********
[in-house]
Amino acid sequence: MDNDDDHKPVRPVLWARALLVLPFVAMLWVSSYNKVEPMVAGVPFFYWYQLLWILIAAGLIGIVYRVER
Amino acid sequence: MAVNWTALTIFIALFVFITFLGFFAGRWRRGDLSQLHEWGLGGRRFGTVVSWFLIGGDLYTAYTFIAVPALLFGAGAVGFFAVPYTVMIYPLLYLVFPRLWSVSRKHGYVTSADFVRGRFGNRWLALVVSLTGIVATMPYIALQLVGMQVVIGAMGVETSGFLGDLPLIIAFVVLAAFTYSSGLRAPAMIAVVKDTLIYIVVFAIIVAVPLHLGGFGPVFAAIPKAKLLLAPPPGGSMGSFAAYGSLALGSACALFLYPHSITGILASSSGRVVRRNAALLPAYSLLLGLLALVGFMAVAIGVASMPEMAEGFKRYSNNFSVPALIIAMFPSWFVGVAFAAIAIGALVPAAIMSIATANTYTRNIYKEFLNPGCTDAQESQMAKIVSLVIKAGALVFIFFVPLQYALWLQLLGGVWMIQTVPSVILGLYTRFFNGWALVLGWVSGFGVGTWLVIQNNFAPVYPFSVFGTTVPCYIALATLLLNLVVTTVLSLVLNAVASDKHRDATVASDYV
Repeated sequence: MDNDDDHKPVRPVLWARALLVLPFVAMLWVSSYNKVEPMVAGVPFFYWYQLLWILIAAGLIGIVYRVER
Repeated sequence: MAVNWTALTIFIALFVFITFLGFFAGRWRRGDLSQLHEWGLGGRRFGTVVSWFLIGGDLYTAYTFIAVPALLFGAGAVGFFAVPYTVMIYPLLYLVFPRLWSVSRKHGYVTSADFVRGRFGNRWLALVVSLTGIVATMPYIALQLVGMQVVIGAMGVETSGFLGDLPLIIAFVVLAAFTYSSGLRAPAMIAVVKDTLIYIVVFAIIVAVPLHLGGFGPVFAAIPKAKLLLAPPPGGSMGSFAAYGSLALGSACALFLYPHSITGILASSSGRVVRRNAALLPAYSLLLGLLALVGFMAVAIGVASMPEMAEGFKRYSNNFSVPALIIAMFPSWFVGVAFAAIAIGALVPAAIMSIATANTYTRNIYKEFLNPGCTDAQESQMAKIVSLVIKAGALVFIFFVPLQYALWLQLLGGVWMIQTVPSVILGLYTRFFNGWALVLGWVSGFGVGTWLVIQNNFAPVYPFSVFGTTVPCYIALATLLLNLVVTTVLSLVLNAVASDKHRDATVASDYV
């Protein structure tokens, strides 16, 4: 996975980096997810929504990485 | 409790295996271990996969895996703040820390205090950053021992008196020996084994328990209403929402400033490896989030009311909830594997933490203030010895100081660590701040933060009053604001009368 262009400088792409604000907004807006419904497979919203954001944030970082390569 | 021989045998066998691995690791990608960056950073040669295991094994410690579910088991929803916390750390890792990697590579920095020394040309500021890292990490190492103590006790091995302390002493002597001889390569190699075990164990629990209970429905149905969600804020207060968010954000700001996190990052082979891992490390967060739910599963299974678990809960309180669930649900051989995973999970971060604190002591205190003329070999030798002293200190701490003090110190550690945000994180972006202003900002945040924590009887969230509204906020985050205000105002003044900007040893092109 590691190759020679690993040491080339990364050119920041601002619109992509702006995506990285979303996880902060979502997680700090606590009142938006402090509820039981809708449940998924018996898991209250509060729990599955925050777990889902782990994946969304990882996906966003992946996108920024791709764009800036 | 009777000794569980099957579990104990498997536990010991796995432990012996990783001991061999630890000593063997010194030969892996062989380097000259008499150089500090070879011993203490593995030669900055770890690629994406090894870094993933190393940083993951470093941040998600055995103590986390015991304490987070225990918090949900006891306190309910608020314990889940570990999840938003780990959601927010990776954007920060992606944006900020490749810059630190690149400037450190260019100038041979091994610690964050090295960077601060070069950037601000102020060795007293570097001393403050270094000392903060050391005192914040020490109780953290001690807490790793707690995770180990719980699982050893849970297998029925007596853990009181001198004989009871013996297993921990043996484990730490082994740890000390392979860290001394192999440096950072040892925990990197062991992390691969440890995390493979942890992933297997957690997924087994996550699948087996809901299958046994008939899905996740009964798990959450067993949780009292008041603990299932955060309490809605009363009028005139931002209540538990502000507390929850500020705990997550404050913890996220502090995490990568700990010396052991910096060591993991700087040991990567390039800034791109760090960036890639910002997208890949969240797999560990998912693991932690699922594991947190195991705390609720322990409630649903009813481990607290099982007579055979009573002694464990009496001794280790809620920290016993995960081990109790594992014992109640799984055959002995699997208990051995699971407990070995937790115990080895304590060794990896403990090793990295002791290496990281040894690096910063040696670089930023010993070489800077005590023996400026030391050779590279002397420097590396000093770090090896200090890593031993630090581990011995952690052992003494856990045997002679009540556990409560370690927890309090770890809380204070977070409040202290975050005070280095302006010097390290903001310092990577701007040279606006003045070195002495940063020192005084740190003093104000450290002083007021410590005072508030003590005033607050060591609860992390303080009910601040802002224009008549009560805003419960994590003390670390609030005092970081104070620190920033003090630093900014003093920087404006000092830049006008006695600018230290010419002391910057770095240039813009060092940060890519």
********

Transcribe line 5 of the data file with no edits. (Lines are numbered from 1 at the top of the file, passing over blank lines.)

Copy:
Repeated sequence: MAVNWTALTIFIALFVFITFLGFFAGRWRRGDLSQLHEWGLGGRRFGTVVSWFLIGGDLYTAYTFIAVPALLFGAGAVGFFAVPYTVMIYPLLYLVFPRLWSVSRKHGYVTSADFVRGRFGNRWLALVVSLTGIVATMPYIALQLVGMQVVIGAMGVETSGFLGDLPLIIAFVVLAAFTYSSGLRAPAMIAVVKDTLIYIVVFAIIVAVPLHLGGFGPVFAAIPKAKLLLAPPPGGSMGSFAAYGSLALGSACALFLYPHSITGILASSSGRVVRRNAALLPAYSLLLGLLALVGFMAVAIGVASMPEMAEGFKRYSNNFSVPALIIAMFPSWFVGVAFAAIAIGALVPAAIMSIATANTYTRNIYKEFLNPGCTDAQESQMAKIVSLVIKAGALVFIFFVPLQYALWLQLLGGVWMIQTVPSVILGLYTRFFNGWALVLGWVSGFGVGTWLVIQNNFAPVYPFSVFGTTVPCYIALATLLLNLVVTTVLSLVLNAVASDKHRDATVASDYV